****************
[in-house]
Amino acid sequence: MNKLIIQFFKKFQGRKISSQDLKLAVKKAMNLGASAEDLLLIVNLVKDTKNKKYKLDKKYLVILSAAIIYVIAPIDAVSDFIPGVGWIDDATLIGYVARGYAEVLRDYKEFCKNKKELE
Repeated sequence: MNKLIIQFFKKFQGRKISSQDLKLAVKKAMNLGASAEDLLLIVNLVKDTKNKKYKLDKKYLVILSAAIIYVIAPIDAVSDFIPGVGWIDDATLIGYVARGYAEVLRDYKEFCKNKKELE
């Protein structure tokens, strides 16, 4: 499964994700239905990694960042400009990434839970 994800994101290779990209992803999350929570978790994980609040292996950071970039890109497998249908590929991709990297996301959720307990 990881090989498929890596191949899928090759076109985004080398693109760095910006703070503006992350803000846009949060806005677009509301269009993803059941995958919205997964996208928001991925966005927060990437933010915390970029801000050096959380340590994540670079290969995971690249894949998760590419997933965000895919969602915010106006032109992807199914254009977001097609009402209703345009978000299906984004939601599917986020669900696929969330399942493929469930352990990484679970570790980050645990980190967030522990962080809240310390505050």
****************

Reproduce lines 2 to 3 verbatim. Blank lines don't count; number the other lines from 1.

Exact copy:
Amino acid sequence: MNKLIIQFFKKFQGRKISSQDLKLAVKKAMNLGASAEDLLLIVNLVKDTKNKKYKLDKKYLVILSAAIIYVIAPIDAVSDFIPGVGWIDDATLIGYVARGYAEVLRDYKEFCKNKKELE
Repeated sequence: MNKLIIQFFKKFQGRKISSQDLKLAVKKAMNLGASAEDLLLIVNLVKDTKNKKYKLDKKYLVILSAAIIYVIAPIDAVSDFIPGVGWIDDATLIGYVARGYAEVLRDYKEFCKNKKELE